Painting of turkey, noodles and ingredients.

Turkey and Noodles. 12″ x 12″ gouache and watercolor pencil. Sharyn Dimmick.

My Grandma Carroll, who contributed the rolls to so many of our holiday dinners, was famous for her chicken and noodles — it was probably the best dish she made and the one everybody wanted the recipe for — but she didn’t want anyone to best her at her star food. When my mother asked her how she made them, she said, “Oh, you just take an egg and a cup of flour.” She neglected to mention the other two eggs or extra egg yolks she always added. So Mom went home and made them and they were impossibly dry.

The next time we went over to Grandma’s house, my Mom said, “Mother, do you only put one egg in your noodles?”

Grandma turned her head to the side and started giggling.

“Well, if you have another egg…,” she said.

My mother finally figured out that the correct ratio was three eggs to one cup of flour, or an egg and as many extra egg yolks as you had from some other cooking project.

You add the flour (seasoned with 1/4 tsp of salt and 1/2 tsp of paprika) to your eggs or egg and yolks and knead it for awhile until it is spongy. Then you roll it out as thinly as possible on a floured cloth.

Now you have a choice. You can cut your noodles and have them “soft,” or you can let the rolled out sheet of dough dry out for a day, depending on how much advance planning you have done. Our family prefers noodles that have dried for a day — that’s what Grandma made.

I watched Mom make these yesterday. She cut the dough in half before she rolled it out, so, one cup of flour and three eggs make two sheets of noodles. Then she set them on a tea towel to dry with a sheet of paper over them. Several hours later she replaced the paper with another tea towel. Grandma used to hang sheets of noodles over the top of her swinging door and I have seen Mom hang them in ingenious ways in the past, but she doesn’t do that anymore — now she dries them flat (If you hang your noodles they may dry better because they’ll get better air circulation). This time we let them dry overnight.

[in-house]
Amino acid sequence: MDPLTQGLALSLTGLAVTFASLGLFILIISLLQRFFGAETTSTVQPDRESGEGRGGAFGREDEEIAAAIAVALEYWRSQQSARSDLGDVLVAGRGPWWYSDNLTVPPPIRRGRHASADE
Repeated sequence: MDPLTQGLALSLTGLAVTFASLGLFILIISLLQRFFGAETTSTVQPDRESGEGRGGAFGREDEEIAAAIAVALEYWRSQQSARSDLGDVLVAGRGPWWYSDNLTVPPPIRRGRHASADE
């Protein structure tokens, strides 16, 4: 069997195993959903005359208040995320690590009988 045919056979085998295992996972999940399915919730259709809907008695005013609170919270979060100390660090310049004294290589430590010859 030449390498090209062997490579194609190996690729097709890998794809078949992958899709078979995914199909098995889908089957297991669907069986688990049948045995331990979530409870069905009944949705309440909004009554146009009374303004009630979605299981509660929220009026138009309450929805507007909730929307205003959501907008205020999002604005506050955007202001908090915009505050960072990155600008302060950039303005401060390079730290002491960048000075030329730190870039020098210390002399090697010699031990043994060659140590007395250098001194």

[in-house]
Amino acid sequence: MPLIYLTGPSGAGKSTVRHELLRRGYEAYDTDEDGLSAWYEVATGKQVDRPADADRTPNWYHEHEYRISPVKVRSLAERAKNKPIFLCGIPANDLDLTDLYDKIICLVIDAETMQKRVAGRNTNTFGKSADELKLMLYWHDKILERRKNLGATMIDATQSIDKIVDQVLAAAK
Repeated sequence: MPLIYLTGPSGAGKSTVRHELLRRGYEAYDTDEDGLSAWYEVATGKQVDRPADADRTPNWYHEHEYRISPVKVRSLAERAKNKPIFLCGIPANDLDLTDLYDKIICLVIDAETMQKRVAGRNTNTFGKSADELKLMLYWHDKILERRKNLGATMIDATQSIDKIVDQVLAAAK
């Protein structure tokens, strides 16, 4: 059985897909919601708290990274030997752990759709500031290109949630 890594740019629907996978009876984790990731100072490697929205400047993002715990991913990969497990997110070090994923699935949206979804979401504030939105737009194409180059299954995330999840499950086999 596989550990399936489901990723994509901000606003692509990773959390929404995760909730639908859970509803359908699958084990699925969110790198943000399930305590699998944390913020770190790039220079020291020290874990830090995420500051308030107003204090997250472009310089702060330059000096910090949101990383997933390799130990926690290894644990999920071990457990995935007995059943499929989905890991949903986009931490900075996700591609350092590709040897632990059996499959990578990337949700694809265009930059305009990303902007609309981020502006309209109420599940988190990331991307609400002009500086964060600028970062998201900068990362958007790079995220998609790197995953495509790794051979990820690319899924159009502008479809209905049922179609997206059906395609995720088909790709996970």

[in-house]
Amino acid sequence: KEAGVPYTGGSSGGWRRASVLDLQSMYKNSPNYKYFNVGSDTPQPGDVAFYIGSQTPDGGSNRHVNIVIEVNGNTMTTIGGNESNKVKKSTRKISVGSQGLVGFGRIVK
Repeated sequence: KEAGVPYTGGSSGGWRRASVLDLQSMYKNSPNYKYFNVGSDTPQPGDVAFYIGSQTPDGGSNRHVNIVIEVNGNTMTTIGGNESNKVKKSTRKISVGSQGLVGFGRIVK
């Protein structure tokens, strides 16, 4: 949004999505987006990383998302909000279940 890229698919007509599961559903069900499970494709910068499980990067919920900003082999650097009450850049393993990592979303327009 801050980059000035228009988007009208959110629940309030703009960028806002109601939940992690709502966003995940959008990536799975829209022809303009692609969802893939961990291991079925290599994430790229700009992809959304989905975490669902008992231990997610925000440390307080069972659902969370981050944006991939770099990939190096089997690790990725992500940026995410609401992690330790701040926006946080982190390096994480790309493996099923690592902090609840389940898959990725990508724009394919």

Whenever you cut them, roll each sheet of dough up like a jelly roll and cut them in thin strips: remember that noodles expand in the broth that you cook them in, so cut them thin.

Grandma most often made chicken and noodles cooked in chicken stock: she would cook a chicken in water, bones and all, remove the chicken, take some of the meat off the bones, boil down the cooking stock and cook her noodles in it. But if she had turkey leftovers, she would boil up the turkey carcass, neck and giblets for stock, reserving some turkey meat, and cook her noodles in that. When we make stock, we add in ends of carrots and celery for extra flavor. We strain the stock and remove some of the fat.

Mom says it is important to leave some fat in the stock so that you will not have a flat flavor. I say you have to have some salt in the stock to avoid the same flat flavor — if the noodles taste flat I either add salt at the table, or eat them with Tabasco sauce. Mom says that Grandma also added some butter to her stock before adding the noodles. For best results, heat the strained stock to a full rolling boil, drop noodles into it a few at a time and cook the noodles in the turkey (or chicken) stock until they are soft (from fifteen minutes to half an hour. At this point, season with salt and pepper to taste, add 1 Tbsp of butter and then add your reserved meat until it is just heated through in the noodles.

These noodles improve over the next few days: you might consider them to be second generation leftovers.

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